Many native understorey shrubs, such as dogwoods (Cornus spp.), ninebark (Physocarpus opulifolius) and viburnums (Viburnum spp.), provide food and shelter for birds. One time as I worked in the shrubby area of my yard, loud chortles and squawks emerged from the bushes, immobilizing me with the thought that something interesting was about to occur. Sure enough, in a startling flurry, a rafter of wild turkeys burst out. As I stood motionless, I was able to study these impressive, iridescent birds at length. Oblivious of me, they gorged on the delectable treats around my feet, presumably thinking I was a shrub, then strutted off towards the pond. Even in my developed neighbourhood, a stone’s throw from Walmart, small residential woods or wetland havens attract surprising visitors, like the wary Virginia rail that appeared briefly, snacking on a wealth of snails and slugs.
An enormous, swollen anthill annually sprouts a jumble of calico asters (Symphyotrichum lateriflorum), Virginia mountain mints (Pycnanthemum virginianum) and sneezeweeds (Helenium autumnale). It’s not slipshod landscaping, but merely the result of my scheme to encourage flickers and thrashers, ground-feeding birds whose preferred food is ants! Bird feeders are fine, but native plants provide opportunities for wild foraging. The stunning woodland pinkroot (Spigelia marilandica), vibrant, crimson oswego tea or beebalm (Monarda didyma) and lanky carpenter’s square (Scrophularia marilandica) entice ruby-throated hummingbirds. Seeds of purple coneflowers (Echinacea purpurea), northern sea oats (Chasmanthium latifolium) and bottlebrush grass (Hystrix patula) offer exceptional winter nutrition and shelter. You can feel noble shirking fall garden clean-up! Late bloomers, like goldenrods (Solidago spp.) and asters (species of Symphyotrichum and other genera ), satiate autumn pollinators and deliver “meatier” meals, such as energy-rich goldenrod gallflies, to sustain overwintering birds. Some nights, you may hear the deep, resonant hoots of a great horned owl or the sweet trill of the eastern screech owl. These nocturnal predators appreciate snags, cavities and conifers, like the towering trio of eastern white pines (Pinus strobus) that dominate the back garden. Among other things, habitat gardening is for the birds!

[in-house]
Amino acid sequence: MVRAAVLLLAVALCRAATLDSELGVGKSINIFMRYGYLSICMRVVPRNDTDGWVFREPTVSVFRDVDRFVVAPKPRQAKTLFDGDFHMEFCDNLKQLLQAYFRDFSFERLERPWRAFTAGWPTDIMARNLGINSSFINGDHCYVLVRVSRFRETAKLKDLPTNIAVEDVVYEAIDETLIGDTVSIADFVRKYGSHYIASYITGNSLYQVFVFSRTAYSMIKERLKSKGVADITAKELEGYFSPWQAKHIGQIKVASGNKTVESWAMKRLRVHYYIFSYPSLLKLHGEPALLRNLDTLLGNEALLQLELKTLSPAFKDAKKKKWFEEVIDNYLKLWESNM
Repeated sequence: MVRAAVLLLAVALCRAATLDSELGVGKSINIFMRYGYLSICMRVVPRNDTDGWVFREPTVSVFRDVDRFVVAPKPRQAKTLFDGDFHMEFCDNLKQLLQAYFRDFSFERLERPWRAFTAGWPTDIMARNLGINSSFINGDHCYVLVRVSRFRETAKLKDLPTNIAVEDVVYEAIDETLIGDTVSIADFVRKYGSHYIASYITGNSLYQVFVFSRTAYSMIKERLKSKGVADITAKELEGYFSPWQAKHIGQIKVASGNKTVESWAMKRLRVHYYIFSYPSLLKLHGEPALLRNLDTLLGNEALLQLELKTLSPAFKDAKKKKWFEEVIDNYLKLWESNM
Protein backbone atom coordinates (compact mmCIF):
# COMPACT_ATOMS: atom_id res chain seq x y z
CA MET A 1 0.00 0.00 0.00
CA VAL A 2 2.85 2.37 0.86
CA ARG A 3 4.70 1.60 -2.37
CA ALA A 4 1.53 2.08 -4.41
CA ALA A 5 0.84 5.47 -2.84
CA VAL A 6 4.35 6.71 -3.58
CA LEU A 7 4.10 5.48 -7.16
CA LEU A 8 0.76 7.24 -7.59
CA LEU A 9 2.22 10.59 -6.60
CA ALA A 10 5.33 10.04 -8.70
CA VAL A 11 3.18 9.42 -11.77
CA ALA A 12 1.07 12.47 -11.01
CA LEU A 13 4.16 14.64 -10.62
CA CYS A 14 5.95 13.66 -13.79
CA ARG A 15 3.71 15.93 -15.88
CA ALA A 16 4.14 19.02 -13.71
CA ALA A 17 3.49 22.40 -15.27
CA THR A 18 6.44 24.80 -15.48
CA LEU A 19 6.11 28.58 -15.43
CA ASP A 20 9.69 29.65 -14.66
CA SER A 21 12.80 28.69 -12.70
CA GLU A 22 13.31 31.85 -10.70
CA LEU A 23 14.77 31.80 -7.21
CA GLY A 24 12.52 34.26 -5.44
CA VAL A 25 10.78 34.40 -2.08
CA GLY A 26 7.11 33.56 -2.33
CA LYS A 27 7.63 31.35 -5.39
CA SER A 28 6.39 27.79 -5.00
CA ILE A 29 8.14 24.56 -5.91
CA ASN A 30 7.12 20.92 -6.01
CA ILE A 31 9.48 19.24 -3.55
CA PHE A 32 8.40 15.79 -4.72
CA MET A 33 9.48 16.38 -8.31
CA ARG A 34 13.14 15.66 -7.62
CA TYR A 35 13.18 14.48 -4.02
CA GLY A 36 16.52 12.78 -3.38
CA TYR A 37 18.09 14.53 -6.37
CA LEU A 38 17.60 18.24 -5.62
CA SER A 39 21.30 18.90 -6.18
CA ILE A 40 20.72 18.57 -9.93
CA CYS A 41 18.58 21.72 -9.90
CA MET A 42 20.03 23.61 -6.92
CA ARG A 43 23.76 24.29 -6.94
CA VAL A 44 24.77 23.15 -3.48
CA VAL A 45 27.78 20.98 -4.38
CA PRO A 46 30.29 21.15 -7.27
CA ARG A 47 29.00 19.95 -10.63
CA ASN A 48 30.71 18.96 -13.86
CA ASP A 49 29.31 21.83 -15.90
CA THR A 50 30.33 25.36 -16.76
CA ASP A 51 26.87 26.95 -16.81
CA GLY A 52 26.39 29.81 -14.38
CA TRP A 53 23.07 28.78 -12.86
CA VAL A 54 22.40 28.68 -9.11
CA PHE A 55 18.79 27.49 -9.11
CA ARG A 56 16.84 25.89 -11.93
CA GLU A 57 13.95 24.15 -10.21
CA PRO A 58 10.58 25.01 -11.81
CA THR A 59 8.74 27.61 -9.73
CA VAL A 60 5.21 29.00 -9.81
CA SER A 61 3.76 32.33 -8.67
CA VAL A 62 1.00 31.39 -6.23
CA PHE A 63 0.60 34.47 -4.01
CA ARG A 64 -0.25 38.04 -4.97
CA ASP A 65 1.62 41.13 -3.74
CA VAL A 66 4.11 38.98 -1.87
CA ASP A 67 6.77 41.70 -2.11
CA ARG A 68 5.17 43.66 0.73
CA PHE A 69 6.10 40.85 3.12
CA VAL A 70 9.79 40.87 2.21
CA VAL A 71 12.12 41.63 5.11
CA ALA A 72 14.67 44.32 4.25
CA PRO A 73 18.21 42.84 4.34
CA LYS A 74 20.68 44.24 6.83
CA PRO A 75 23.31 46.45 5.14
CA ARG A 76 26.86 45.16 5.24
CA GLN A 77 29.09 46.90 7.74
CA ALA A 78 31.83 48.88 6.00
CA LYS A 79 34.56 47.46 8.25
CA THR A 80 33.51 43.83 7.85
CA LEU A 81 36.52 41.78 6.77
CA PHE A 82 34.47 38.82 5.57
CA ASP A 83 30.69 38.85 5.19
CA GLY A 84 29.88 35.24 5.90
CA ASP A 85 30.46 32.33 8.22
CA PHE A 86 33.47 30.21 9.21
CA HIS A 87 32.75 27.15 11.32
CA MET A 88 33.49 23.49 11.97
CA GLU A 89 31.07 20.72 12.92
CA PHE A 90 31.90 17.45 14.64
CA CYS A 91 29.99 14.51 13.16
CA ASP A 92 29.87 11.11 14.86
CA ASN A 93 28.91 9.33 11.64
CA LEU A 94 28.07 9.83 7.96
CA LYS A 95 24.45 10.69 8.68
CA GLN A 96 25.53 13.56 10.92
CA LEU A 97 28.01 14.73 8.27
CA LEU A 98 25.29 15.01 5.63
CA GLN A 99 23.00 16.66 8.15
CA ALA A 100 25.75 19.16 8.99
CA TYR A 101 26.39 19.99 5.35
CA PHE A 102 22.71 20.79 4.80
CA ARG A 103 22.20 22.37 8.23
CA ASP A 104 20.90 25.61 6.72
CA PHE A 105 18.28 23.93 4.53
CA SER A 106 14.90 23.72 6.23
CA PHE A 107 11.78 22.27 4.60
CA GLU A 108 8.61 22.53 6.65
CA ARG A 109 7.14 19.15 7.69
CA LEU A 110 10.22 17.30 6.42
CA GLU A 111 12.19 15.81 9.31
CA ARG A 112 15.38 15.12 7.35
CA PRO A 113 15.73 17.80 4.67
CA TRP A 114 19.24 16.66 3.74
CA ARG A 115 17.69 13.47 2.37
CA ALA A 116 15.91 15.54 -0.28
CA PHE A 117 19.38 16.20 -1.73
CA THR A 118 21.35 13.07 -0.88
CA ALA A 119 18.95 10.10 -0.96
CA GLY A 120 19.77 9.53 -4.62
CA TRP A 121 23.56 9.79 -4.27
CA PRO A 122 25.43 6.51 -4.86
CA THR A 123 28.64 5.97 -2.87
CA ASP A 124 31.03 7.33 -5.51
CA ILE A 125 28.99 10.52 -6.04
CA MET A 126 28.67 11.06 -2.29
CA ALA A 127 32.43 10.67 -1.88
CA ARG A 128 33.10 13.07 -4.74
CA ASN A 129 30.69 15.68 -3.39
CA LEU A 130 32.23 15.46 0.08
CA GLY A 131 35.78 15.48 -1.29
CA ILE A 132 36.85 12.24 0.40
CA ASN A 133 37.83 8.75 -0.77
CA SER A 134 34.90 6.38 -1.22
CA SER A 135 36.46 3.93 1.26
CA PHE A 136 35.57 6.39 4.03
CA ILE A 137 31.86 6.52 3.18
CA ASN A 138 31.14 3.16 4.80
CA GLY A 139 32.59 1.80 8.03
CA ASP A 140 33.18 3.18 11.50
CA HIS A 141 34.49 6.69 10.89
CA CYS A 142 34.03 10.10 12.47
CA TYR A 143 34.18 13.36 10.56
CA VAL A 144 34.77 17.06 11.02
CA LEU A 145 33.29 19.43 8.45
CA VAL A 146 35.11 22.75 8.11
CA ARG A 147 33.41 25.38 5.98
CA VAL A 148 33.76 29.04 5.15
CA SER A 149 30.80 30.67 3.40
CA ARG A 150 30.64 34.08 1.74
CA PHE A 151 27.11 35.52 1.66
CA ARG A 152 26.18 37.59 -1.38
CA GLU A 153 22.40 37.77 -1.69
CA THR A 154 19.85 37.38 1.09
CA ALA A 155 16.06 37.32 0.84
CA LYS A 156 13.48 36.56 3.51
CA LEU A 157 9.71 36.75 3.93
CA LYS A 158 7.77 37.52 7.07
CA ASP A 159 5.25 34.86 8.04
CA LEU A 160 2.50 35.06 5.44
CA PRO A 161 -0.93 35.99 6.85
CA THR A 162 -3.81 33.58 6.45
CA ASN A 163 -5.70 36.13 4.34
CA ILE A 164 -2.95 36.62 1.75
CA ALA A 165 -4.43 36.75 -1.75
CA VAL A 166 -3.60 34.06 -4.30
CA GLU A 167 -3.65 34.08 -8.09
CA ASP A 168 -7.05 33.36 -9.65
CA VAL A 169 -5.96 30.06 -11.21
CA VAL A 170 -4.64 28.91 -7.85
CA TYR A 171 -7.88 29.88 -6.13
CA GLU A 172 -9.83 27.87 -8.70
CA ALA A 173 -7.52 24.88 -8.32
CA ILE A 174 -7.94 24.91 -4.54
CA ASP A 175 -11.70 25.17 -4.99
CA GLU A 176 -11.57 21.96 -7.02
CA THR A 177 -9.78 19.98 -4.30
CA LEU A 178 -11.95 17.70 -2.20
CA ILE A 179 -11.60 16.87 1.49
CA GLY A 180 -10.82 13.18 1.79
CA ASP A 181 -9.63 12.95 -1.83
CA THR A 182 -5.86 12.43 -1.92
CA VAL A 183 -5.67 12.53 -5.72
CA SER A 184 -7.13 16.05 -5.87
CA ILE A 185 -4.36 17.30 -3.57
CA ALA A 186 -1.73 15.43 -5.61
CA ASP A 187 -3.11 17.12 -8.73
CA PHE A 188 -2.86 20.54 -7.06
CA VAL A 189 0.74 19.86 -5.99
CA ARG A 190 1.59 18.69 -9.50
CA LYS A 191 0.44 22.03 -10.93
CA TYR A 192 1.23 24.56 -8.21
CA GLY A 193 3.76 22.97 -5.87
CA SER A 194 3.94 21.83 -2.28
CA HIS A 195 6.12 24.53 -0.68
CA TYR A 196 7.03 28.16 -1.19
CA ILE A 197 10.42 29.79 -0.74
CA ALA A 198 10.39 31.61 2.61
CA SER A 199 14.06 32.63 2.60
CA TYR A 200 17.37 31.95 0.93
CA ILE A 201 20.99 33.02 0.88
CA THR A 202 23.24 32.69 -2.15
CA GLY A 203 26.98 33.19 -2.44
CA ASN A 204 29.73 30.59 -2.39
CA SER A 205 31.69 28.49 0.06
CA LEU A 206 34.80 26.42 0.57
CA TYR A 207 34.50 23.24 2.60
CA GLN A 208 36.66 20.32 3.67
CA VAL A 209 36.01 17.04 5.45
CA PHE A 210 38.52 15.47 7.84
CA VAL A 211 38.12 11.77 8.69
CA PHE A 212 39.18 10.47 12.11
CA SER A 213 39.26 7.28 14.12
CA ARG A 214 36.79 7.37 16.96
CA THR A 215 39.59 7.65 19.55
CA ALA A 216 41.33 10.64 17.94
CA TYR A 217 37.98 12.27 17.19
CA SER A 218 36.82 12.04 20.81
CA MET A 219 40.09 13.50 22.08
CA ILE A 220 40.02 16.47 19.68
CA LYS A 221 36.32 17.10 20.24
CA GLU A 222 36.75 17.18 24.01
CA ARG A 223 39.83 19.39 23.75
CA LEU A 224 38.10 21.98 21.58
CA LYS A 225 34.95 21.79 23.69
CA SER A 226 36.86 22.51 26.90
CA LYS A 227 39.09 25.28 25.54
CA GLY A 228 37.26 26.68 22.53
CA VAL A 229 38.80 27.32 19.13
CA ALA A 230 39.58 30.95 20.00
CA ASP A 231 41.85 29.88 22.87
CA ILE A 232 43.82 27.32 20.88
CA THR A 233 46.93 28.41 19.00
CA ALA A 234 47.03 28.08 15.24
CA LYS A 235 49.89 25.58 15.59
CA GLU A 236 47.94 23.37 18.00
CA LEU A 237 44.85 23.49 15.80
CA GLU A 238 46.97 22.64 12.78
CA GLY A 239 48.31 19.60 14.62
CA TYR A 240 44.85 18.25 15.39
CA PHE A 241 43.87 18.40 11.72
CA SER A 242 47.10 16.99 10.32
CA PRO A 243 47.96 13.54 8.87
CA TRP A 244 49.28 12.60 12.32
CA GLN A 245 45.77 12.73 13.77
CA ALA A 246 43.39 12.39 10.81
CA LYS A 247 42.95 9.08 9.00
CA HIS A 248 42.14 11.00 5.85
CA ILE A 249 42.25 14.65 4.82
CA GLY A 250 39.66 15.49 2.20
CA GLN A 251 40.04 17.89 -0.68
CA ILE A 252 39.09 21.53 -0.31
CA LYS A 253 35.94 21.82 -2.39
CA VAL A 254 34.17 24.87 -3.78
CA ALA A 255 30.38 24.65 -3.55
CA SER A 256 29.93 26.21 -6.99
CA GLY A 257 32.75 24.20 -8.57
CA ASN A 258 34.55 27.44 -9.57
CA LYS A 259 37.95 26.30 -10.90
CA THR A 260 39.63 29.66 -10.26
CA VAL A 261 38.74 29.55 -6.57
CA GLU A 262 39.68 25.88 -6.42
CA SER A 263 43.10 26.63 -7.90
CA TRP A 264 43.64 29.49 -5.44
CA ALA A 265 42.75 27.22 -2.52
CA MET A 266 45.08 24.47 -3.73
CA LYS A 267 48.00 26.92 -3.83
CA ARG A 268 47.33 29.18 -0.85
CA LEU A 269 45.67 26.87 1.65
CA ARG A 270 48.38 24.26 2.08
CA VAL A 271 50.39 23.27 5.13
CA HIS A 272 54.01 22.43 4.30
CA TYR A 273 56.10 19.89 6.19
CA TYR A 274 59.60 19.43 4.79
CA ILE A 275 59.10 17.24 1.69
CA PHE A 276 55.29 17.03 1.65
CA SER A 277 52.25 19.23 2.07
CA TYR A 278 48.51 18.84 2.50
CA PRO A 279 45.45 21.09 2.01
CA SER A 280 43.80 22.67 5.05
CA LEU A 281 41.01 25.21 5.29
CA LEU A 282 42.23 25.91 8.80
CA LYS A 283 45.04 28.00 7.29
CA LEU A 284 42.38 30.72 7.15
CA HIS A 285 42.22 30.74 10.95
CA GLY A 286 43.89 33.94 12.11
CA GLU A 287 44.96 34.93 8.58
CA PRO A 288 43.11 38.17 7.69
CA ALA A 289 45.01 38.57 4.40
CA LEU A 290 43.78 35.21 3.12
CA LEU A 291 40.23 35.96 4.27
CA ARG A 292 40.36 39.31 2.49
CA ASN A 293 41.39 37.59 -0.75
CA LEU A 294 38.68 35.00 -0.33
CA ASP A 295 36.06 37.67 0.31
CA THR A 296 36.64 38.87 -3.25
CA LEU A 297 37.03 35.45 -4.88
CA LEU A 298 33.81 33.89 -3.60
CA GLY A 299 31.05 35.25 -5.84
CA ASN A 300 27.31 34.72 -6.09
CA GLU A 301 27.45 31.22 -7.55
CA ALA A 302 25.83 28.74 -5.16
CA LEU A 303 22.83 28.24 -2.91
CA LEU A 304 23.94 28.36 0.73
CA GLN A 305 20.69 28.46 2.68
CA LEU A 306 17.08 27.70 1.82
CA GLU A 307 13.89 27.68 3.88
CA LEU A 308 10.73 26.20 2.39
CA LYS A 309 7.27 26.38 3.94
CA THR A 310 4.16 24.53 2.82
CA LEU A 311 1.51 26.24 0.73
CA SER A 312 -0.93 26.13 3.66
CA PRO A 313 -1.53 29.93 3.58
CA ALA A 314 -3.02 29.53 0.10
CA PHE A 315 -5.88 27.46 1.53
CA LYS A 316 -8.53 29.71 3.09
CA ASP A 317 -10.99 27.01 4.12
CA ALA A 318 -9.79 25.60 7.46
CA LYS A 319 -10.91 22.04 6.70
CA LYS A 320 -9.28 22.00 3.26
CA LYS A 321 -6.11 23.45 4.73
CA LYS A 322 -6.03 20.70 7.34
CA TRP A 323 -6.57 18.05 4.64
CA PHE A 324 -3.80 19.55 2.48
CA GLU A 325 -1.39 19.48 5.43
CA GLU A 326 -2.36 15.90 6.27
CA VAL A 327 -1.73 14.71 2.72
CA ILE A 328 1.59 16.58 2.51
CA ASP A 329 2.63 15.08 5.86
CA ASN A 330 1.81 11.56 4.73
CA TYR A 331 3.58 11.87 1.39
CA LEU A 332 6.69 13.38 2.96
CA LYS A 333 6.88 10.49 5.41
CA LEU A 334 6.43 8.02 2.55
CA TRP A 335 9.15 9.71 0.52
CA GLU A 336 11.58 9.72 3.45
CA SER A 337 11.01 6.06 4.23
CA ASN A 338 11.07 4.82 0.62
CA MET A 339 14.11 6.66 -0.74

One morning while enjoying a revitalizing tea on the garden bench, I heard furtive noises from the hazelnut (Corylus americana). A handsome, tuxedoed creature trundled through the robust stone root (Collisonia canadensis) and fragrant wild beebalm (Monarda fistulosa). Mindful of skunks’ poor vision, I remained still, but murmured quietly to reduce alarm. At the first sound, the skunk stood stock still, warily raised his moist, black nose, did an impressive military turnabout and retreated. If he were to spray, I’d be concerned that he would be defenceless for the time required to replenish his arsenal. Skunks are not welcome visitors for everyone, but I was happy he habituated to my presence, becoming a regular visitor. Of course, the lawn became pitted as a result of his grub explorations- Natural pest control!